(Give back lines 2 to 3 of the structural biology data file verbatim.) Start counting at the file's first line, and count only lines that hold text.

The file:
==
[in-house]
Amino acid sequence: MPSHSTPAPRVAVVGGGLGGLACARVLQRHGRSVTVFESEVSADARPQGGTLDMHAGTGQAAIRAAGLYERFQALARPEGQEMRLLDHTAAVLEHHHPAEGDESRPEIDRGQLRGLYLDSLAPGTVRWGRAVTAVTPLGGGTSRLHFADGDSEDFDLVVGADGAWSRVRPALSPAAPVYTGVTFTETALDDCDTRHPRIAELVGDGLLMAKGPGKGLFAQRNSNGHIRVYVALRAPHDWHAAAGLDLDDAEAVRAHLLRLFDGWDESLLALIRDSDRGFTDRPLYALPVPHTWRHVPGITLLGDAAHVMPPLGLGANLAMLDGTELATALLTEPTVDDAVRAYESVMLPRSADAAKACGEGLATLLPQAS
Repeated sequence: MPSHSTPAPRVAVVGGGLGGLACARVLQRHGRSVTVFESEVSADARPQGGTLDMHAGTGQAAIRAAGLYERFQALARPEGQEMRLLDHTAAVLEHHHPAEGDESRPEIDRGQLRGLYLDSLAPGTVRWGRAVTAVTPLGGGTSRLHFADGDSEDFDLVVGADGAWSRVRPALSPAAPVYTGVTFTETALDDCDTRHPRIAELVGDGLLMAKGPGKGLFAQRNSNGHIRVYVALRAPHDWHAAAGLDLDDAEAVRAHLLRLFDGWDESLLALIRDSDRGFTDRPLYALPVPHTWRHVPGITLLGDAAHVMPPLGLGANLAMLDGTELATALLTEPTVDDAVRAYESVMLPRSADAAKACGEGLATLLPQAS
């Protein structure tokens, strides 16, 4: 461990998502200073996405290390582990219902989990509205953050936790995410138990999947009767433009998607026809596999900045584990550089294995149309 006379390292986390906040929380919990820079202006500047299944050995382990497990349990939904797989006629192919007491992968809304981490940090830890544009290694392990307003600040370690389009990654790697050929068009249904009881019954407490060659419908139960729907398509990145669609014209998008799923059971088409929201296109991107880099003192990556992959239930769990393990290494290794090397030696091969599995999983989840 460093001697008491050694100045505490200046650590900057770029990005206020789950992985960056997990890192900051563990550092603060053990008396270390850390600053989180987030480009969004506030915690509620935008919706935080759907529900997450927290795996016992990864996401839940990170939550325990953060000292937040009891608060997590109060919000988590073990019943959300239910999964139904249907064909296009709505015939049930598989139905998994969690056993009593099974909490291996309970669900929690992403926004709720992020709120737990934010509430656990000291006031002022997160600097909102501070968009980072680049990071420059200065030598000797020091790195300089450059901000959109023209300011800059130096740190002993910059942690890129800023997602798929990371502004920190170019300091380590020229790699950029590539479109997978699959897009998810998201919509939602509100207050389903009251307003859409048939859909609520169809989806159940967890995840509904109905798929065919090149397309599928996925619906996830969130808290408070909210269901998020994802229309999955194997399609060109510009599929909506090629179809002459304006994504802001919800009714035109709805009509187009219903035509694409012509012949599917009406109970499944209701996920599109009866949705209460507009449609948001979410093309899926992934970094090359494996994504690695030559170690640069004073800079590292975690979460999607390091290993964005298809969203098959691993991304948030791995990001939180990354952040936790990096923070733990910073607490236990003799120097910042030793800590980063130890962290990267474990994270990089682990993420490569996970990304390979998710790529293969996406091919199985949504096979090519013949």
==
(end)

Amino acid sequence: MPSHSTPAPRVAVVGGGLGGLACARVLQRHGRSVTVFESEVSADARPQGGTLDMHAGTGQAAIRAAGLYERFQALARPEGQEMRLLDHTAAVLEHHHPAEGDESRPEIDRGQLRGLYLDSLAPGTVRWGRAVTAVTPLGGGTSRLHFADGDSEDFDLVVGADGAWSRVRPALSPAAPVYTGVTFTETALDDCDTRHPRIAELVGDGLLMAKGPGKGLFAQRNSNGHIRVYVALRAPHDWHAAAGLDLDDAEAVRAHLLRLFDGWDESLLALIRDSDRGFTDRPLYALPVPHTWRHVPGITLLGDAAHVMPPLGLGANLAMLDGTELATALLTEPTVDDAVRAYESVMLPRSADAAKACGEGLATLLPQAS
Repeated sequence: MPSHSTPAPRVAVVGGGLGGLACARVLQRHGRSVTVFESEVSADARPQGGTLDMHAGTGQAAIRAAGLYERFQALARPEGQEMRLLDHTAAVLEHHHPAEGDESRPEIDRGQLRGLYLDSLAPGTVRWGRAVTAVTPLGGGTSRLHFADGDSEDFDLVVGADGAWSRVRPALSPAAPVYTGVTFTETALDDCDTRHPRIAELVGDGLLMAKGPGKGLFAQRNSNGHIRVYVALRAPHDWHAAAGLDLDDAEAVRAHLLRLFDGWDESLLALIRDSDRGFTDRPLYALPVPHTWRHVPGITLLGDAAHVMPPLGLGANLAMLDGTELATALLTEPTVDDAVRAYESVMLPRSADAAKACGEGLATLLPQAS